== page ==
Featured Post

Domestic Violence and Smuggling Dominate Oekusi District Court July 2019

JUDICIAL SYSTEM MONITORING PROGRAMME PROGRAMA MONITORIZASAUN BA SISTEMA JUDISIÁRIU Case Summary Oekusi District Court July 2019 Total nu...

21 June 2009

Gendered access to customary land in East Timor

Pyone Myat Thu, Steffanie Scott Kimberly and P. Van Niel Published online: 14 August 2007 Springer Science + Business Media B.V. 2007

Abstract

Land tenure rights reflect the deeper structures of society, particularly gender distinctions in relation to land. Considering the structural differences between patrilineal and matrilineal customary tenure systems in East Timor are understudied, this paper explores men and women’s experiences in accessing land under such arrangements.

The comparative analysis of two patrilineal with one matrilineal land tenure systems in Ainaro and Manufahi districts suggests a significant degree of flexibility within both systems with respect to the norms of gendered inheritance. Therefore, the binary constructs of ‘patrilineal’ and ‘matrilineal’ societies are limiting. Both men and women in these communities may acquire land rights under different circumstances, mainly through negotiations with their parents or hamlet chief. Daughters in the patrilineal communities could inherit family land upon their parents’ death and sons in the matrilineal community could gain land by cultivating and maintaining unclaimed customary land.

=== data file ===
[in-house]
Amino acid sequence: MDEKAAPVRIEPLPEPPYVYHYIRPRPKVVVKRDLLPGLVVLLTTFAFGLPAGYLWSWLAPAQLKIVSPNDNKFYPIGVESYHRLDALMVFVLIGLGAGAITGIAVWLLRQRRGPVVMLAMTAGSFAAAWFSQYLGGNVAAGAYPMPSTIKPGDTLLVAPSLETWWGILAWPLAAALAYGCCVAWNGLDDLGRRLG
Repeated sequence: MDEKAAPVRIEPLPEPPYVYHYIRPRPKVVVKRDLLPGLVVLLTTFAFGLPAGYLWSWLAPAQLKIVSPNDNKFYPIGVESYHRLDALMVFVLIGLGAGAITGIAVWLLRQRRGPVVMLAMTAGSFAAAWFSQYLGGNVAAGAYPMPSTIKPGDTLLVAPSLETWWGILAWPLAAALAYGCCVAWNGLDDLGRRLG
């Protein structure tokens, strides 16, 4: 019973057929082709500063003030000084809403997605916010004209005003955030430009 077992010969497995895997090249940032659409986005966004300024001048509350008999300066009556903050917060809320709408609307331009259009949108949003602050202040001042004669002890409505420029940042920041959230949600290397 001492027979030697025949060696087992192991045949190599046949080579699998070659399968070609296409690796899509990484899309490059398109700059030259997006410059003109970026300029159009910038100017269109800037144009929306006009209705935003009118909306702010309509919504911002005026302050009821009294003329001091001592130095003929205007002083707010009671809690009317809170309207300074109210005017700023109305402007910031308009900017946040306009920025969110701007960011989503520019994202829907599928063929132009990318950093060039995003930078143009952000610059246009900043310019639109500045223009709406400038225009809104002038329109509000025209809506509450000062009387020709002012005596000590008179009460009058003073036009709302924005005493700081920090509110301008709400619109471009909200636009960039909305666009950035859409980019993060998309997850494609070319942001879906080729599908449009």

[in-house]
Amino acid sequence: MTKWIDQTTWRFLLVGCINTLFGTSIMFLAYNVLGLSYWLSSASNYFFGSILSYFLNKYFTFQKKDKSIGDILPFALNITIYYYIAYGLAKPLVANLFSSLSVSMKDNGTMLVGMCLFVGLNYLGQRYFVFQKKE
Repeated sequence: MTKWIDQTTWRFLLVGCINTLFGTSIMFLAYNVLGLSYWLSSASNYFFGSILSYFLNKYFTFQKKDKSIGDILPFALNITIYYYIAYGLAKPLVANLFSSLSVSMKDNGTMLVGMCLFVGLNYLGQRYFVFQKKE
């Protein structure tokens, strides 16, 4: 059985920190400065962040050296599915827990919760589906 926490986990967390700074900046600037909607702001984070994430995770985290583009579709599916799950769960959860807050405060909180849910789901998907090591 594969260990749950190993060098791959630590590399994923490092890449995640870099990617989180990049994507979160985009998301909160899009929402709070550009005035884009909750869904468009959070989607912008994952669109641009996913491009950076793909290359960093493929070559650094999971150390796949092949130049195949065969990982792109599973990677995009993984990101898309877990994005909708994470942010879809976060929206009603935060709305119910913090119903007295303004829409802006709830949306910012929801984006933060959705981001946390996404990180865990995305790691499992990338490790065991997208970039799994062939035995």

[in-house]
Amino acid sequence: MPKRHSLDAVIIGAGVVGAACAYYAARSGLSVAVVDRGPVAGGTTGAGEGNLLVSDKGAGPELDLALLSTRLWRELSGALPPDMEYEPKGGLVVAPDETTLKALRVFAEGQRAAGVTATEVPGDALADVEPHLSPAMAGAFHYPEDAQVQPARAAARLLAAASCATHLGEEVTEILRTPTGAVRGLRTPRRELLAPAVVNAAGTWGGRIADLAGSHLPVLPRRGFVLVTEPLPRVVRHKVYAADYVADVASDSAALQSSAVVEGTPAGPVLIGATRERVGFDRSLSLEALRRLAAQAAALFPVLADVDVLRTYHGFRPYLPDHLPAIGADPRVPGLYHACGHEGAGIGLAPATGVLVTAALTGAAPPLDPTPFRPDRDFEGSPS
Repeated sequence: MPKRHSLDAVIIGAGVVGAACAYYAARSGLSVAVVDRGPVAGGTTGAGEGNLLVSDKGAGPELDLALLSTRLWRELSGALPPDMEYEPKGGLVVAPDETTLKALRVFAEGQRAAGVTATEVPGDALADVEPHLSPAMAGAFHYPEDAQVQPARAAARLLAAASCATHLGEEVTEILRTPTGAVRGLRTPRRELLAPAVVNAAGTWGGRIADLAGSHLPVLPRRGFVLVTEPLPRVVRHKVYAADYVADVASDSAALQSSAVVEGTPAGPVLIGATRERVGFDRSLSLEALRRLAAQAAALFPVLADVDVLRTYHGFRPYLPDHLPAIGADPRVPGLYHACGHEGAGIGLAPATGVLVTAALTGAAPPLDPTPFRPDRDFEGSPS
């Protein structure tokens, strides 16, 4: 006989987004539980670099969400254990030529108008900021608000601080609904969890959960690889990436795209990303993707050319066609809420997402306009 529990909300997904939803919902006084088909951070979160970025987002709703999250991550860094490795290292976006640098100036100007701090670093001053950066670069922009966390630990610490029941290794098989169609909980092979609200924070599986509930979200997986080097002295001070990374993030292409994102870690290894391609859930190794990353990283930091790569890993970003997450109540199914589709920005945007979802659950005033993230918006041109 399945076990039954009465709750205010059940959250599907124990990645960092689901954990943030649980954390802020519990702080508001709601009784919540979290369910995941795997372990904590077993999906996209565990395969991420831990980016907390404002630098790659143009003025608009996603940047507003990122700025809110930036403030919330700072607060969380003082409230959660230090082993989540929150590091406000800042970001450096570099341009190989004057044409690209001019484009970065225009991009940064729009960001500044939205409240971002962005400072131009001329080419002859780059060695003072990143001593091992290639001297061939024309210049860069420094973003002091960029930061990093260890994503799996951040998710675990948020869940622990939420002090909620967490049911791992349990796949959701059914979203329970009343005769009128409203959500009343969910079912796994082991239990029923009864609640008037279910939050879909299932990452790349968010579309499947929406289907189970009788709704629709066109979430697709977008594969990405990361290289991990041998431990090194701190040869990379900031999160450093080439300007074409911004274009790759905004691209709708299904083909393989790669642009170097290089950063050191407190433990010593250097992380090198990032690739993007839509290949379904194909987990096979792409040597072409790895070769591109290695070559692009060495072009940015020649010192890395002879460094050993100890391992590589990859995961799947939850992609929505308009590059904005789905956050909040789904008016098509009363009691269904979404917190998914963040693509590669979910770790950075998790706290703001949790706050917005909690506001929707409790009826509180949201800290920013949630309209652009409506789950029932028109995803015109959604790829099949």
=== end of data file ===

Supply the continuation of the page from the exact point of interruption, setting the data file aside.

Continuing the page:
Empirical evidence show that inheritance principally determines usufruct rights to land, but marriage exchange practices complicates a deeper understanding of traditional East Timorese land rights.

Gender Patrilineal Matrilineal

Introduction

Land is essential in subsistence-type societies where agriculture is the mainstay in people’s livelihoods. Land tenure is defined as a ‘bundle of rights’ held by an individual in relation to land (Bruce 1998). They essentially represent relationships between people, and the responsibilities and restraints tied to them, whether legally or customarily (FAO 2002). Therefore, tenurial arrangements could be conceptualised as spatially representing social relations. The importance
of land rights is not so much the relationship between individuals and land, but a relationship between people with regards to land (Blomley 2005). The right of access to, control of, and the right to exclude others are central. However, land tenure systems have a larger effect on society than just who has access to land. They effectively define gender relationships within communities. So when discussing tenur...
-----
Unfortunately, a fee has to be paid for access to the full text of this article. To learn more go to http://www.springerlink.com/content/ag748844211rr811/

No comments: